With the advent of GNSS, including its various augmentations, a range of different 2D approaches are possible. These include:
The superseded RNAV/GNSS approach (APCH) is replaced by the new RNP APCH lateral navigation (LNAV) approach definition.
The aircraft must be equipped with an appropriately authorised TSO-C129 sensor or navigator, a TSO-C145 GNSS sensor, or a TSO-C146 stand-alone GNSS system. This equipment must been installed correctly as described in CASA Advisory Circular 21-36.
|LP||Localiser performance (LP) uses satellite-based augmentation (SBAS)-provided lateral guidance to tolerance similar to ILS LOC.|
|LNAV+V||Modern GNSS receivers may have the capability to present an ‘advisory’ vertical profile for the final segment. These are often called LNAV+V. This profile is generated by the receiver and is not based on an underlying approach design. While using this form of guidance, pilots are responsible for any step-down altitudes and must use the MDA procedure.|
Three dimensional approaches use both lateral and vertical guidance, with the vertical profile provided by the guidance system. A decision altitude (DA) minimum procedure is used.
Instrument landing systems (ILS), microwave landing systems (MLS) and ground-based GNSS augmentation landing systems (GLS) can provide Cat I, II or III level of minimums.
There are several types of RNP APCH with 3D vertical guidance, and they differ in the way in which they source their vertical guidance information.
|RNP APCH–LNAV/VNAV (baro-VNAV)||
Barometric vertical navigation (baro-VNAV) uses a combination of lateral guidance and a vertical profile generated by on-board equipment from the instrument approach design database. A suitable aircraft pitot static and barometric system is required. The flight management system (FMS) calculates the descent path using this barometric information.
An important limitation of baro-VNAV is that the actual path flown by the aircraft is dependent on the ambient air density. A temperature higher than ISA will result in a steeper approach path and temperatures lower than ISA will result in a lower descent profile.
Baro-VNAV approaches may have published temperature limits and will not be available should the ambient temperature lie outside the permitted range.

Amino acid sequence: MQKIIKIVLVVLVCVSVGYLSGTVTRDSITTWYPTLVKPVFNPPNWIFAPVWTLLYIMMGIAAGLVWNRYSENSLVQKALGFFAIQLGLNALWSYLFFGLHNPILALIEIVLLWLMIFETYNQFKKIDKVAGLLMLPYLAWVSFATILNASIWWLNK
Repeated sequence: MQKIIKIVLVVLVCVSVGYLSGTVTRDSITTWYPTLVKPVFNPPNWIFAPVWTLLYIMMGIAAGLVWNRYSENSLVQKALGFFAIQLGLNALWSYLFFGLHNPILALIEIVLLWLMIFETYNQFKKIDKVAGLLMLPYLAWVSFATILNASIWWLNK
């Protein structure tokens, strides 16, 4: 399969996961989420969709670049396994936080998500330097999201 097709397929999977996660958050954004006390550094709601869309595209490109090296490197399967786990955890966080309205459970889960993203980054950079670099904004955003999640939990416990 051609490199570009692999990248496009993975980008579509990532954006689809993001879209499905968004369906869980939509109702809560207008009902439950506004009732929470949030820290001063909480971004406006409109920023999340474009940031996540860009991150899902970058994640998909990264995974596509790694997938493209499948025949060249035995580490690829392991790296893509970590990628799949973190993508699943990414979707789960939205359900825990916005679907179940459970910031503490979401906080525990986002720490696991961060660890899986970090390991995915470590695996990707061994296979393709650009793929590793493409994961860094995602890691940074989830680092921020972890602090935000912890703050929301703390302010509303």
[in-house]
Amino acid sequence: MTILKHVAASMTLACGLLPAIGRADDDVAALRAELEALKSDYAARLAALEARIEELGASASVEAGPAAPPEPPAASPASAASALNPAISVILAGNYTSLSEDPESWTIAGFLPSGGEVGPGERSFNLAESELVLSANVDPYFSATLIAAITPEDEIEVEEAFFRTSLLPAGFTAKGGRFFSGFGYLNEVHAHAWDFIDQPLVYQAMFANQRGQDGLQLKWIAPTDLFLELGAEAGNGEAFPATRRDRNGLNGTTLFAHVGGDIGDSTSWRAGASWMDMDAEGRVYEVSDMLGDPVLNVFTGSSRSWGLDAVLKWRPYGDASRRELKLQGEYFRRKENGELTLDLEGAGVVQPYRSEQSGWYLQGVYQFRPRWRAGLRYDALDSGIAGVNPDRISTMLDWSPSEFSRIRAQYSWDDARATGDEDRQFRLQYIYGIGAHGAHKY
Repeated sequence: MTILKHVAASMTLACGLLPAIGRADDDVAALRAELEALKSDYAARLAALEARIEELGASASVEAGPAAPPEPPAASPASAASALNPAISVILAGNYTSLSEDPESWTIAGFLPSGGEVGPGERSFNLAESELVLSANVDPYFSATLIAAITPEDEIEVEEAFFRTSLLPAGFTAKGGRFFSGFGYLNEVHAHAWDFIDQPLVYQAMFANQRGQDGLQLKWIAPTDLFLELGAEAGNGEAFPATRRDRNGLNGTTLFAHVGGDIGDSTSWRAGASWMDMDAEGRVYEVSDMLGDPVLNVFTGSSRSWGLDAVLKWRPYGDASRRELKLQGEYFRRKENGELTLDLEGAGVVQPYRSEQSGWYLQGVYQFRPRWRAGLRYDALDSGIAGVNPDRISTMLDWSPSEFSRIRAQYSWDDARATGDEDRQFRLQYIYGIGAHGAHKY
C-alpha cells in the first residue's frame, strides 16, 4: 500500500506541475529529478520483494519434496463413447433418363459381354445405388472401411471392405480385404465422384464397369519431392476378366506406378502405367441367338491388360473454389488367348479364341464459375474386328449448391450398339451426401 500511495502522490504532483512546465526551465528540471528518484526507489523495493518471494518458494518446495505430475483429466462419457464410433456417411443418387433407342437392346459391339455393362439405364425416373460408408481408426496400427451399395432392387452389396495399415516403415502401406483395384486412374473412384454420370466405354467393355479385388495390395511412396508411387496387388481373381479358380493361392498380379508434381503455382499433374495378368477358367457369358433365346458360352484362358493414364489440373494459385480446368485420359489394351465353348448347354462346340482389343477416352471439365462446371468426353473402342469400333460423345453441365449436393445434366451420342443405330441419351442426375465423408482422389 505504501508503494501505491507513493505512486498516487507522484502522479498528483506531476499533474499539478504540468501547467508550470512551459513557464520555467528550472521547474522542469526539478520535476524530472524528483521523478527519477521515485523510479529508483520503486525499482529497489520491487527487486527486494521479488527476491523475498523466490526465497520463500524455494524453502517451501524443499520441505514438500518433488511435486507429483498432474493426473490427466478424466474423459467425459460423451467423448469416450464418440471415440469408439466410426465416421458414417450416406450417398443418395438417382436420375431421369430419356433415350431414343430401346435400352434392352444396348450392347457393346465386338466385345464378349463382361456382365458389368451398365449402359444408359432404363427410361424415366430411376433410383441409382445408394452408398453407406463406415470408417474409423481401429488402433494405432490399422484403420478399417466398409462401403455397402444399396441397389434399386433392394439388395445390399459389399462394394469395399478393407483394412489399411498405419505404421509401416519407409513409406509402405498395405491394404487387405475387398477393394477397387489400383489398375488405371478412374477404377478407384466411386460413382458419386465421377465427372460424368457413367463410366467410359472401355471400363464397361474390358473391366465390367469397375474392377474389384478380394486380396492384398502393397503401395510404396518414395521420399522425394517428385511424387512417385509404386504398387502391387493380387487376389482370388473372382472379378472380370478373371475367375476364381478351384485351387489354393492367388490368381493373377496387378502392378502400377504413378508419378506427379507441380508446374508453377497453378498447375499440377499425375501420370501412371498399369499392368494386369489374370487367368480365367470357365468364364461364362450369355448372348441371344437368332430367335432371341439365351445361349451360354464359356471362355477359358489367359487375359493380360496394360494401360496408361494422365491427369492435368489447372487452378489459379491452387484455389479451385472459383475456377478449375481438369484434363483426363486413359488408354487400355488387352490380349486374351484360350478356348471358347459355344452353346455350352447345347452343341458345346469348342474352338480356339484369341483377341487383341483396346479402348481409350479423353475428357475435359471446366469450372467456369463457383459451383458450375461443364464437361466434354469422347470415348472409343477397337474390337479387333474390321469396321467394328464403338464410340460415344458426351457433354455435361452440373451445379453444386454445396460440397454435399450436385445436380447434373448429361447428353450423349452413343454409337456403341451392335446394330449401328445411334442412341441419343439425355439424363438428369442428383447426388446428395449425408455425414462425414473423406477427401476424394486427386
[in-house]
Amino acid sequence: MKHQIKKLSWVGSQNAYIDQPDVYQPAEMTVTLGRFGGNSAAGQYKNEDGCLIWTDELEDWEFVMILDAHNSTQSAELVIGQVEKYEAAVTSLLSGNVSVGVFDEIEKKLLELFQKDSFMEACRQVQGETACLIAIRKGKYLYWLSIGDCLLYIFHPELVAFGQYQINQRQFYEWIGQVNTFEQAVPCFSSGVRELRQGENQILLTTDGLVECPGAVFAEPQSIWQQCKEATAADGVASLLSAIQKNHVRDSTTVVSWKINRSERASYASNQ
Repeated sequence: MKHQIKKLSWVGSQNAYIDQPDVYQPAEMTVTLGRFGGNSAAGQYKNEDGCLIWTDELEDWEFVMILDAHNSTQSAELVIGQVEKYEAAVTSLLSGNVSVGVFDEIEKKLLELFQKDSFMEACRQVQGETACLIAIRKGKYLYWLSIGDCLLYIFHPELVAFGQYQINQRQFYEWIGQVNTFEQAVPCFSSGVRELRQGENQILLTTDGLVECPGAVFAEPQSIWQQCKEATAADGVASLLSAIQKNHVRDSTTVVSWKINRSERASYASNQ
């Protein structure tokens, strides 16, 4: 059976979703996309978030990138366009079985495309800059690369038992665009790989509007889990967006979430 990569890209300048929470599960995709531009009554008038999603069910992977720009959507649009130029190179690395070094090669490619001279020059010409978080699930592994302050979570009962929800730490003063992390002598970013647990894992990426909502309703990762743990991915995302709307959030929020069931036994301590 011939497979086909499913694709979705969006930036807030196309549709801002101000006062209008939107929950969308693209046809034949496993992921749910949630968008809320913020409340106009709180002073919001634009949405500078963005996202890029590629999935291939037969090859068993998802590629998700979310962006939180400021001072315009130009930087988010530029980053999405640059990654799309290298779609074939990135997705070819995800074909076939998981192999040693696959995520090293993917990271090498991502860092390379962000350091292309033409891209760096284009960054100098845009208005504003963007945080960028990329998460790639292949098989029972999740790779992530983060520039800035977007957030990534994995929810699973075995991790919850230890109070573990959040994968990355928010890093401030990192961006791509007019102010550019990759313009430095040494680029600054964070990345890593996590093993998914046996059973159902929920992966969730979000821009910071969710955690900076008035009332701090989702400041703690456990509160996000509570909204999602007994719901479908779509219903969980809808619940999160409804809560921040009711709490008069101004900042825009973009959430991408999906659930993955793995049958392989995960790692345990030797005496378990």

Localiser performance with vertical guidance (LPV) requires a satellite-based augmentation system (SBAS) service and currently provides approaches equivalent to an instrument landing system (ILS) Cat 1.
LPV can only be conducted in a defined SBAS service area, such as the US wide area augmentation system (WAAS), or the European geostationary navigation overlay service (EGNOS).
|RNP AR APCH||Required navigation performance—authorisation required (RNP-AR) is a type of RNP operation that allows for defined curves in the flight path and uses baro-VNAV for vertical guidance. Special authorisation is required—see ICAO Doc 9905.|
|Overlay approaches||Some aircraft equipment is authorised to fly approaches for which the aircraft is not technically fitted. For example, while in an SBAS service area, the receiver may be able to be used to conduct (or overlay) a baro-VNAV approach. However, without SBAS, the aircraft may not be fitted to fly a stand-alone baro-VNAV procedure.|
A single instrument approach plate may contain a mix of 2D and 3D approaches. Care must be taken to ensure that correct piloting procedure is used including recognition of the type of minimums presented.
Civil Aviation Order (CAO) 20.18 (Aircraft equipment—basic operational requirements), deals with the equipment required for PBN and ADS-B and affects all IFR operators in Australia.
Civil Aviation Order (CAO) 20.91 (Instructions and Directions for Performance-based Navigation) allows for this equipment to be used for PBN, both in Australia and overseas.